The Psychodynamic approach states that we are often not aware of the basic instincts and the factors that motivate our behavior. These theories have an influential impact on how people view themselves and their surroundings. In addition to that, the critics argue that, the psychodynamic approaches cannot be tested through experiments and hypothesis. (Morris et al., 2010)

The Humanistic Approach

The humanistic approach is also termed as the 'third force' in the psychology. The humanistic approach has gained its various aspects from the German Philosopher, Edmund Husserl. It is also reported that the Humanistic approach is influenced by the concepts of 'existential psychology'. The existential psychology led towards great chaos and disturbance in the Europe during the World War II. This psychology consisted of four main themes. These themes stated that, (1) Each person is different from his fellow men and each person has his own, unique, values and beliefs, (2), Human growth is triggered by suffering. In other words, suffering is an essential component of human growth, (3), for personal growth it is necessary that the person stays and lives in the immediate moment and not in the past and (4), In order to grow personally, it is necessary for a person to get committed to the goal of personal growth and development. (Unknown, 2008)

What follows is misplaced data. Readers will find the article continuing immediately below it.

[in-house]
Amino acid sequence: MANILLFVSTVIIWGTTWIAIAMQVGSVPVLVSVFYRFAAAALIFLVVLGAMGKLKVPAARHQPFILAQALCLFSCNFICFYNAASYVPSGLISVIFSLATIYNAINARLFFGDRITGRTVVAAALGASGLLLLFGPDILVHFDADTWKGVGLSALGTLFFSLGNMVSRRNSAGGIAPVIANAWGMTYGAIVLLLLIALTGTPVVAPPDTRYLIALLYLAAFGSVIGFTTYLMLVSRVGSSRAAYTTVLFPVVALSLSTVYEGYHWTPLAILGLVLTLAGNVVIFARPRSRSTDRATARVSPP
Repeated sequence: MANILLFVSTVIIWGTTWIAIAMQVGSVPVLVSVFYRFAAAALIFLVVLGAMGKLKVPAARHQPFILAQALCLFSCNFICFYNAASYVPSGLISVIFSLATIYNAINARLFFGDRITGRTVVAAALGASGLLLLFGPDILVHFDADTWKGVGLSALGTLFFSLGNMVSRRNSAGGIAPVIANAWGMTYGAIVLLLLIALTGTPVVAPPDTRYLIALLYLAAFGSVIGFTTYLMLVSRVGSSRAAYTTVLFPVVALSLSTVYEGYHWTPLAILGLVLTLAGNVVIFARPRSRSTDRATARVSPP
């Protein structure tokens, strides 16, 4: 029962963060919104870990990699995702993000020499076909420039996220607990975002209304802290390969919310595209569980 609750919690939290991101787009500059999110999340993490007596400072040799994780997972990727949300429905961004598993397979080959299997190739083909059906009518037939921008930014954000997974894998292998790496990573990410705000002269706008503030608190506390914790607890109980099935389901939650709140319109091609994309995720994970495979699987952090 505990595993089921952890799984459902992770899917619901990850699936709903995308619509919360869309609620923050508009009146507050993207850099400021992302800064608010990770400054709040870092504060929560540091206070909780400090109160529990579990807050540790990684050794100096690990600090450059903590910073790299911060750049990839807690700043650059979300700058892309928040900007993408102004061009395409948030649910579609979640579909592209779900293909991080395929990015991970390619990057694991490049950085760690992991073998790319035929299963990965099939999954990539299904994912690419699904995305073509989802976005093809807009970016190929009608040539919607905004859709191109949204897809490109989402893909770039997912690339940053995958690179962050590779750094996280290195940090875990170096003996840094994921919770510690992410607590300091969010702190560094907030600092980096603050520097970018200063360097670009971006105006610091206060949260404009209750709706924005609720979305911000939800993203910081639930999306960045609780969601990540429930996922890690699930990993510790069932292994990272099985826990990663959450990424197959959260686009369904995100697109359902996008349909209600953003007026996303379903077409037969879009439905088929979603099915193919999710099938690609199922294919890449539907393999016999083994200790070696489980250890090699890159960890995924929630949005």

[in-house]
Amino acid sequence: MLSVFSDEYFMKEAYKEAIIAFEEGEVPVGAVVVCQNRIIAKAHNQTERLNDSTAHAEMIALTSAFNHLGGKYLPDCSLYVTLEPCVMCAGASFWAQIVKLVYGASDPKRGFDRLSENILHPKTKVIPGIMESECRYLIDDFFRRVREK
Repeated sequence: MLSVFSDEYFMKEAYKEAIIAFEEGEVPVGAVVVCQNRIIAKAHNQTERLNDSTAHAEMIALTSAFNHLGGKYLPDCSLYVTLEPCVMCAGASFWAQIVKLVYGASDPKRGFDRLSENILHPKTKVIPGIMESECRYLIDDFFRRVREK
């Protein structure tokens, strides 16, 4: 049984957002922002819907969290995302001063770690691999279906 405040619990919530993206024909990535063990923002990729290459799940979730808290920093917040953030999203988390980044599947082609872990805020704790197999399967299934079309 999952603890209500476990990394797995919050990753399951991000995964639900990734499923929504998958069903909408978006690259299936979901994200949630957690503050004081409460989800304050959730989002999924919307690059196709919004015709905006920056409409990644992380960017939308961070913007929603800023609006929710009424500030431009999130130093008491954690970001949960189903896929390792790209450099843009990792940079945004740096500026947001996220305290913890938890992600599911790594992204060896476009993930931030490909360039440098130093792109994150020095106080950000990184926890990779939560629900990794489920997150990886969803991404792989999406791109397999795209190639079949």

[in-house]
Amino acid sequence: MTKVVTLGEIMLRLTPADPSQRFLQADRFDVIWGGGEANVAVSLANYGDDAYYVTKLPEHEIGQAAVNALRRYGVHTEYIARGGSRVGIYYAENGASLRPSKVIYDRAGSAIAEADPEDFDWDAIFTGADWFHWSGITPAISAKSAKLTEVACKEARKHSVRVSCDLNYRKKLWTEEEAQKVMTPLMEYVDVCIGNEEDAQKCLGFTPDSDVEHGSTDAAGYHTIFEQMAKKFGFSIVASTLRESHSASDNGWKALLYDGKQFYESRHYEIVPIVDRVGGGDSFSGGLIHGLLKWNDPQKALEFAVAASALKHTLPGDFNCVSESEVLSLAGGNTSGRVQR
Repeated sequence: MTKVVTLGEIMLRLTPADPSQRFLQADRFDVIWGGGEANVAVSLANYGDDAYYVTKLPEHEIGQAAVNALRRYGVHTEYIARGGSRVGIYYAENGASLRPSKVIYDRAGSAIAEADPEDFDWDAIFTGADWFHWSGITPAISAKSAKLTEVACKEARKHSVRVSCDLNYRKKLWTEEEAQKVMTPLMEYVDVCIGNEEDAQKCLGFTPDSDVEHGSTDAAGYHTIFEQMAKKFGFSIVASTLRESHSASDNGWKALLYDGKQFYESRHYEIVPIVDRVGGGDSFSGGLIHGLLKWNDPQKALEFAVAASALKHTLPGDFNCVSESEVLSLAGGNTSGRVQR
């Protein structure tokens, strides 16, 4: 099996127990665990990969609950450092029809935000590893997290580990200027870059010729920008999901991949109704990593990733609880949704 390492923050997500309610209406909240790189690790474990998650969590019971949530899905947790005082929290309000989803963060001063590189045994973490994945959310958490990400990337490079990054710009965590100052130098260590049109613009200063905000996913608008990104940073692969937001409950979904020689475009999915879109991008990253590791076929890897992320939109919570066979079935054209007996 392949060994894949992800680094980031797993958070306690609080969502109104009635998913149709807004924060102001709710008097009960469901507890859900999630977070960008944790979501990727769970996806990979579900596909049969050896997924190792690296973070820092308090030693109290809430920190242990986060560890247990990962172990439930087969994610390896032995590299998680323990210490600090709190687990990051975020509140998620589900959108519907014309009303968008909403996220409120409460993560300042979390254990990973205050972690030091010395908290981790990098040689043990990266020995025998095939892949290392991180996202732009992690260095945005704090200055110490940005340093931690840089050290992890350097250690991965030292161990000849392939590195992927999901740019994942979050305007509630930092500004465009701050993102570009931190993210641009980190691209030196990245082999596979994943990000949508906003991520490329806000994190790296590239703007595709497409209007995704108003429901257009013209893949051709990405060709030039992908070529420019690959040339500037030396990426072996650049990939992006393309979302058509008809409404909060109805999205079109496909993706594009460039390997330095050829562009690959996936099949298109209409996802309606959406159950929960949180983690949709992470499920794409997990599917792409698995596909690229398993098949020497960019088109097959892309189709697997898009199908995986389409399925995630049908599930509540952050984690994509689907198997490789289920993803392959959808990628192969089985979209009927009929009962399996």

The major difference that exists between existential psychology and humanistic approach is that, existential psychology puts emphasis on suffering as an essential component of personal growth, whereas, the humanistic approach does not do this. Abraham Maslow, who was a humanistic psychologist, studied how 'peak experiences' or moments of extraordinary feelings occur in various people. He suggested that people who were able to realize their inner potentials and who attained the heights of their abilities, were the ones in whom the 'peak experiences' occur the most. Maslow also designed a hierarchy of wants and he suggested that it is not possible for a person to fully satisfy the higher level wants, until and unless he has satisfied the lower level wants to the fullest potential. According to Maslow, at the bottom of the hierarchy are the 'physiological needs', that is the need for food and shelter. Above them are the 'safety needs', which include the avoidance of pain, anxiety and stress and the desire for safeguard and security. On a higher level are, 'belongingness and love needs', these are the needs for love and affection and they…